About the show:

We are commonly taught to const everything that we can in C++. One way to accomplish this goal in the post-C++11 world is to use a immediately invoked lambda (equivalent to an IIFE in the JavaScript world) that generates a value for us, which we assign to a const value. But what impact does this design decision have on the quality of code generated and the performance? In this episode of C++ Weekly we use the new website quick-bench to test the various options available.

CppCon 2016: Building Software Capital: How to write the highest quality code and why—David Sankel

Have you registered for CppCon 2017 in September? Don’t delay – Registration is open now.

While we wait for this year’s event, we’re featuring videos of some of the 100+ talks from CppCon 2016 for you to enjoy. Here is today’s feature:

Building Software Capital: How to write the highest quality code and why

by David Sankel

(watch on YouTube) (watch on Channel 9)

Summary of the talk:

This talk discusses the ins and outs of how to write software that is at such a high standard that it gets reused everywhere. It covers organization, design, infrastructure, testing, documentation, reviews, and general suggestions based on my experience in the industry.

There Is A New Future—Felix Petriconi

Version 1.0 of a new C++ future and channel library has been released.

There Is A New Future

by Sean Parent, Foster Brereton and Felix Petriconi

About the library:

This library provides high level abstractions for implementing algorithms that eases the use of multiple CPU cores while minimizing the contention.

The future implementaton differs in several aspects compared to the C++11/14/17 standard futures: It provides continuations and joins, which were just added in a C++17 TS. But more important this futures propagate values through the graph and not futures. This allows an easy way of creating splits. That means a single future can have multiple continuations into different directions. An other important difference is that the futures support cancellation. So if one is not anymore interested in the result of a future, then one can destroy the future without the need to wait until the future is fullfilled, as it is the case with std::future (and boost::future). An already started future will run until its end, but will not trigger any continuation. So in all these cases, all chained continuations will never be triggered. Additionally the future interface is designed in a way, that one can use build in or custom build executors.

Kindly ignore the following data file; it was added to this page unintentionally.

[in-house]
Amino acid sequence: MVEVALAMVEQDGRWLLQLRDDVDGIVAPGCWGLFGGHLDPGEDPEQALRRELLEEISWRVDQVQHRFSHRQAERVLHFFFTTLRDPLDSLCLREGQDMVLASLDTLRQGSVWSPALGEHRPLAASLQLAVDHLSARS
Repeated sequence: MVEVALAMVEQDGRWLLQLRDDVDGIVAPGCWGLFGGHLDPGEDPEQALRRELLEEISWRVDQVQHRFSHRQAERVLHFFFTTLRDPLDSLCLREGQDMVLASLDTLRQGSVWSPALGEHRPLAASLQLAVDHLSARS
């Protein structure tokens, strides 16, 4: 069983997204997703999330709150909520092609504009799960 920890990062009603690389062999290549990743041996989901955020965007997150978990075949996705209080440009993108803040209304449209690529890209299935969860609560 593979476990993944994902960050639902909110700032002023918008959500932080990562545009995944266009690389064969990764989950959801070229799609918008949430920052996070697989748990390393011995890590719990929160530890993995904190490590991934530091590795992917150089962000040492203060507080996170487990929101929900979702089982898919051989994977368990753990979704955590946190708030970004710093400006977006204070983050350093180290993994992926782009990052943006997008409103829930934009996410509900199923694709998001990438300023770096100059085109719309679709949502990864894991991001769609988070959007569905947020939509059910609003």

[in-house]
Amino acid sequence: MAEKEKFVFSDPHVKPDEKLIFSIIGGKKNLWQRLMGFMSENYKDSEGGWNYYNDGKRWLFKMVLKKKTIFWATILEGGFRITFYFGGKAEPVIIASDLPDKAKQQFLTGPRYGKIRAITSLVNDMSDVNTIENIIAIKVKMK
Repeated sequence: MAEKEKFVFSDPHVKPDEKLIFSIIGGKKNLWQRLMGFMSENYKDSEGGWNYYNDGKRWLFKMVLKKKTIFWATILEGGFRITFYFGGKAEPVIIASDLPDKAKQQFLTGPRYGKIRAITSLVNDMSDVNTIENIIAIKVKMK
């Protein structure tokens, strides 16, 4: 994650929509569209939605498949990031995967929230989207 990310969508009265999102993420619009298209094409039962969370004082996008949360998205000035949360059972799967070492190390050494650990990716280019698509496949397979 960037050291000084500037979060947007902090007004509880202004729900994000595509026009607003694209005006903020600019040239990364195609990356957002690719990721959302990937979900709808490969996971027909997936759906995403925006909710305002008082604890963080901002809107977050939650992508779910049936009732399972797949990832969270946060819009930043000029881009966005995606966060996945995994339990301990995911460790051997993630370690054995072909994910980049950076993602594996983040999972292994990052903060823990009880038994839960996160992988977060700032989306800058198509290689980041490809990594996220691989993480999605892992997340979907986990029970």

Since one can create with futures only graphs for single use, this library provides as well channels. With these channels one can build graphs, that can be used for multiple invocations.

CppCon 2016: Channels - An alternative to callbacks and futures—John Bandela

Have you registered for CppCon 2017 in September? Don’t delay – Registration is open now.

While we wait for this year’s event, we’re featuring videos of some of the 100+ talks from CppCon 2016 for you to enjoy. Here is today’s feature:

Channels - An alternative to callbacks and futures

by John Bandela

(watch on YouTube)

Summary of the talk:

Currently in the C++ Networking TS and Concurrency TS, callbacks and futures are the means for communicating an asynchronous value. However, there are disadvantages with both. Callbacks are low overhead, but hard to compose. Futures are easy to compose, but have increased overhead. In this talk we will consider channels as a third alternatives that can have lower overhead than futures while still being easy to compose